"Each user decides how much free space from one of their hard-drives they want to commit to Spacemesh. For example, 250GB or 1TB. The Spacemesh App fills this space with cryptographic data in a one-time setup process, after which it can no longer be used to save files," explains Spacemesh chief product officer Aviv Eyal. "While the space is committed, the user is eligible to submit blocks of transactions to the Spacemesh, for which he will earn coin rewards."

The number of blocks submitted, and therefore the user's rewards, are proportionate to the amount of hard-drive space they decide to sacrifice in the name of cryptocurrency.

"PoST can be applied to any task where a solution to the Sybil problem is required," Eyal says. "PoST basically associates a cost of a real-world resource with a digital identity, making the creation of many identities costly."

Unlike proof of work, the energy consumption of PoST is mostly limited to the initial setup, he says, when the user first dedicates a set amount of hard-drive space to the system. It's also designed to work equivalently on all hard drives that meet basic speed requirements, so one's proportion of Sybil resources is mostly dependent on space, rather than speed.

Taken to logical extremes

Based on the precedent set by proof of work, which managed to significantly drive demand for GPUs, it's reasonable to hypothesise that people would continually allocate as much hard-drive space to PoST as possible as long as it's profitable to do so.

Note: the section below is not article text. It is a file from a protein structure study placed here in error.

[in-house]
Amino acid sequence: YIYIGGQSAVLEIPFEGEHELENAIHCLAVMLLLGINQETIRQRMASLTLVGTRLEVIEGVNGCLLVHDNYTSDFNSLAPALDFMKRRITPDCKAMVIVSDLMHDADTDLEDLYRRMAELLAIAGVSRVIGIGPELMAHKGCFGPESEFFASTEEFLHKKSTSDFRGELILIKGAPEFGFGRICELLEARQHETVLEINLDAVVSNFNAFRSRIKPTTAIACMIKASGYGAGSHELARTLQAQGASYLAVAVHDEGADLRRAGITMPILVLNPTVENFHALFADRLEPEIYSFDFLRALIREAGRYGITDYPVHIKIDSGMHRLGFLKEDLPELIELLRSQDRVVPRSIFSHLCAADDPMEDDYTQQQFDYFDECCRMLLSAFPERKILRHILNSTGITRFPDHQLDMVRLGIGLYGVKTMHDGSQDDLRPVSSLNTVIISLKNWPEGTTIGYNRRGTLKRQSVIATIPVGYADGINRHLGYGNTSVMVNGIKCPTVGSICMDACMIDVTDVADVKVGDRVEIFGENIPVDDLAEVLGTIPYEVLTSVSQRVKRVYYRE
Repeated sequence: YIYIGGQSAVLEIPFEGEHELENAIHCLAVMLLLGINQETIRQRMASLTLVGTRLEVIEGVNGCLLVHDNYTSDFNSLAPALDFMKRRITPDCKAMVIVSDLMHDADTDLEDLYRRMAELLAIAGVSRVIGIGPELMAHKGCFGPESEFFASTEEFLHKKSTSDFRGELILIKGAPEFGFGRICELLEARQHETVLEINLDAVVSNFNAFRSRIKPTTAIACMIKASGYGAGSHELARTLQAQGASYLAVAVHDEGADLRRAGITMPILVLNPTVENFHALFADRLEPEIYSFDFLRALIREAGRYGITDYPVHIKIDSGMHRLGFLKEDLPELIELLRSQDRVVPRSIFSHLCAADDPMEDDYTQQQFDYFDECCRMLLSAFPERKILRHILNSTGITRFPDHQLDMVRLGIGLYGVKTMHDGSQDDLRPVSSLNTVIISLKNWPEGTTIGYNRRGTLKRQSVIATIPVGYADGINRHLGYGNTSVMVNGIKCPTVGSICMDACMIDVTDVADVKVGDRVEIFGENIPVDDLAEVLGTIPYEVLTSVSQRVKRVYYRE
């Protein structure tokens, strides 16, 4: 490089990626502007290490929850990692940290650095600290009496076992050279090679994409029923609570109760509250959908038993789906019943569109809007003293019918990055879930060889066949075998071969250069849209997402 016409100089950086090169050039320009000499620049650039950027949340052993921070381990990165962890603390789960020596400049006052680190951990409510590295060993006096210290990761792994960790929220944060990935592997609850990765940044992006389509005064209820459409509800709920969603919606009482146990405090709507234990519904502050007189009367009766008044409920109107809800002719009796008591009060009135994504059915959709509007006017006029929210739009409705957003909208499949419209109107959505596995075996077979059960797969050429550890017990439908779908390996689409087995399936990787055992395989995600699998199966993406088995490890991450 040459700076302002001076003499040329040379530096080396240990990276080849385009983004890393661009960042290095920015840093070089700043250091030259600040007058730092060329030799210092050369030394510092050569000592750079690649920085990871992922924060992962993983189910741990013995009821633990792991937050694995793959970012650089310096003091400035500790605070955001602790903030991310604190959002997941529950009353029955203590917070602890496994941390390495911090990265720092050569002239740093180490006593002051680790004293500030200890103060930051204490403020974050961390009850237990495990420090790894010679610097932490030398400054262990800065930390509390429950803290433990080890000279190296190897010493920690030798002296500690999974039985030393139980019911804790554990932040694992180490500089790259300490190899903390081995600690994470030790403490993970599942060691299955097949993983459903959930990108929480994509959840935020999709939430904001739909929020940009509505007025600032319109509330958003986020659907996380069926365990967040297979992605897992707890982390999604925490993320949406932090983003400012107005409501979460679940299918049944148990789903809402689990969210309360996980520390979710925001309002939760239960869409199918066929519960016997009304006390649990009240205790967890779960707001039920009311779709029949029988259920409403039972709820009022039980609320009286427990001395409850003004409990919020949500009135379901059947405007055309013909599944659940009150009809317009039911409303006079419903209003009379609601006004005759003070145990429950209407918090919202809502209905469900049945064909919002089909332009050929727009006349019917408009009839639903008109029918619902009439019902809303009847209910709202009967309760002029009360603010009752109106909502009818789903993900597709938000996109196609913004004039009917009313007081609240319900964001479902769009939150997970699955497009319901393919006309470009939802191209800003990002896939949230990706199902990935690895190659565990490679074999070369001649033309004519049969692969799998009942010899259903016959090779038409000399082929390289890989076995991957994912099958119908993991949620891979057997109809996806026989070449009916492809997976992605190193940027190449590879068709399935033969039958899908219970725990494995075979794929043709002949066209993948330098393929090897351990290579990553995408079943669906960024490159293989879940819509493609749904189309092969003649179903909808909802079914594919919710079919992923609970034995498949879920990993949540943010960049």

The hard disk market is bigger than the GPU market though. About as many hard disks are sold each month as GPUs are sold each year.

"In order for hard drive prices to rise as a result of PoST, it would have to drive up demand by a significant amount," Eyal muses. "But even if a million people buy new drives in order to use PoST, we are talking about a very minor 0.3% increase in demand."

"Even if we assume that many millions of additional hard drives will be purchased just for PoST, this is just as likely to result in an industry-wide surge in supply on account of increased competition between hard-drive makers," he points out. "We know that this capability exists because, back in 2010, about 54 million hard drives were sold globally every month – about 24 million more than at present."

To help ease the risk of domination by whales with enormous amounts of hard-drive space to spare, the Spacemesh system is also designed to pay out more frequently to ensure relatively consistent awards even for smaller "miners". Theoretically, this will lead to a longer-tail of smaller miners, Eyal says, to further reduce the risk of Sybil resources consolidating dangerously.

But it's still early days in Sybil resistance. Formal PoST security proofs have yet to be completed, and Spacemesh is still working on launching a long-running open testnet to audit the platform and get a sense of how well it works.

But it's only in long-term live use that we can really see the consequences, both intentional and unintentional, of different systems. And so the search continues.

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Disclosure: The author holds BNB and BTC at the time of writing.

Disclaimer: This information should not be interpreted as an endorsement of cryptocurrency or any specific provider, service or offering. It is not a recommendation to trade. Cryptocurrencies are speculative, complex and involve significant risks – they are highly volatile and sensitive to secondary activity. Performance is unpredictable and past performance is no guarantee of future performance. Consider your own circumstances, and obtain your own advice, before relying on this information. You should also verify the nature of any product or service (including its legal status and relevant regulatory requirements) and consult the relevant Regulators' websites before making any decision. Finder, or the author, may have holdings in the cryptocurrencies discussed.